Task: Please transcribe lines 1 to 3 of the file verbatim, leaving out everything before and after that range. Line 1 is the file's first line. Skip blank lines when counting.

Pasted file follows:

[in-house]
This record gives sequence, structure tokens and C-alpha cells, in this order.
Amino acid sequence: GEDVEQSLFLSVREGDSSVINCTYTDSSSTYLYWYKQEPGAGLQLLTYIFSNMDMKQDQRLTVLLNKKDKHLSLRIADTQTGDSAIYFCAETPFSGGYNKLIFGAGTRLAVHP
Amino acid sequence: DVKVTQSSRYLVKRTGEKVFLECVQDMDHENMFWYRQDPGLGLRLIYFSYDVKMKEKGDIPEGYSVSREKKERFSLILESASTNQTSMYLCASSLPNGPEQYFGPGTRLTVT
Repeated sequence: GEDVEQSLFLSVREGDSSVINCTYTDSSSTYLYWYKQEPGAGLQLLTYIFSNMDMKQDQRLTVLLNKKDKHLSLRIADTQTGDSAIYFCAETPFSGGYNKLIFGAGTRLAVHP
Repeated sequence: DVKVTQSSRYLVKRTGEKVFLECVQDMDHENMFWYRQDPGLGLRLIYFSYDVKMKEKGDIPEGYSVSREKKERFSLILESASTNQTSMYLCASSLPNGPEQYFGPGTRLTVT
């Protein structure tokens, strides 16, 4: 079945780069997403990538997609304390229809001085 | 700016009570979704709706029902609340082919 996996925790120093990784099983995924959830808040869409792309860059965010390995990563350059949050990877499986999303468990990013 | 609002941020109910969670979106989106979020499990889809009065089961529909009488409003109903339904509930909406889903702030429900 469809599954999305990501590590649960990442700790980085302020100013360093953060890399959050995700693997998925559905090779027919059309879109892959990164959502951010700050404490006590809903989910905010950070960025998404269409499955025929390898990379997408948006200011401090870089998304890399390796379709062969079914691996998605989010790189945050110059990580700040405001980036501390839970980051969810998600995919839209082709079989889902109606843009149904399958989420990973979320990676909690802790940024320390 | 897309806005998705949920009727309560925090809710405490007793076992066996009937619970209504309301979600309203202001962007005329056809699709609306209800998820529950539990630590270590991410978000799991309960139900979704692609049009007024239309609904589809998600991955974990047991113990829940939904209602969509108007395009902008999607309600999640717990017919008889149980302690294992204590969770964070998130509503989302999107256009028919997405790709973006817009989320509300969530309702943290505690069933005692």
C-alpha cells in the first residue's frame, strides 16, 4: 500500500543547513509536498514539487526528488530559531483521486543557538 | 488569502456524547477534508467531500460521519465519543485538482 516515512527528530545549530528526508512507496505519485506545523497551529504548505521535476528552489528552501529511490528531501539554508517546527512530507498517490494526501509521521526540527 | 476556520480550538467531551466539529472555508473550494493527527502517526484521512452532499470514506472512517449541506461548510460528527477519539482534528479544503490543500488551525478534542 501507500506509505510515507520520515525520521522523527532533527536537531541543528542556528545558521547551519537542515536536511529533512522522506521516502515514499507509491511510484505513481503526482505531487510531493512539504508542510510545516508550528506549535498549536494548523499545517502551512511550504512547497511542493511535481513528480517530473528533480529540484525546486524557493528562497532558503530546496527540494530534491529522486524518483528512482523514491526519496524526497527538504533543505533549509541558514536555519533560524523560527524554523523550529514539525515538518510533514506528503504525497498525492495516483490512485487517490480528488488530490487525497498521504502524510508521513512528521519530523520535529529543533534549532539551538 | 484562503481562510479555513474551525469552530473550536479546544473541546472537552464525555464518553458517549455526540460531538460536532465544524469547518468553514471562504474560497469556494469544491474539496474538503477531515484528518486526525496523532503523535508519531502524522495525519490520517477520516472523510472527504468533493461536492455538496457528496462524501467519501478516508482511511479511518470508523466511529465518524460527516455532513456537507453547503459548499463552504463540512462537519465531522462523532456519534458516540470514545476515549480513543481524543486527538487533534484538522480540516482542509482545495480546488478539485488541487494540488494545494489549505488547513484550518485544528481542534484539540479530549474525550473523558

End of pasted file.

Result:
[in-house]
This record gives sequence, structure tokens and C-alpha cells, in this order.
Amino acid sequence: GEDVEQSLFLSVREGDSSVINCTYTDSSSTYLYWYKQEPGAGLQLLTYIFSNMDMKQDQRLTVLLNKKDKHLSLRIADTQTGDSAIYFCAETPFSGGYNKLIFGAGTRLAVHP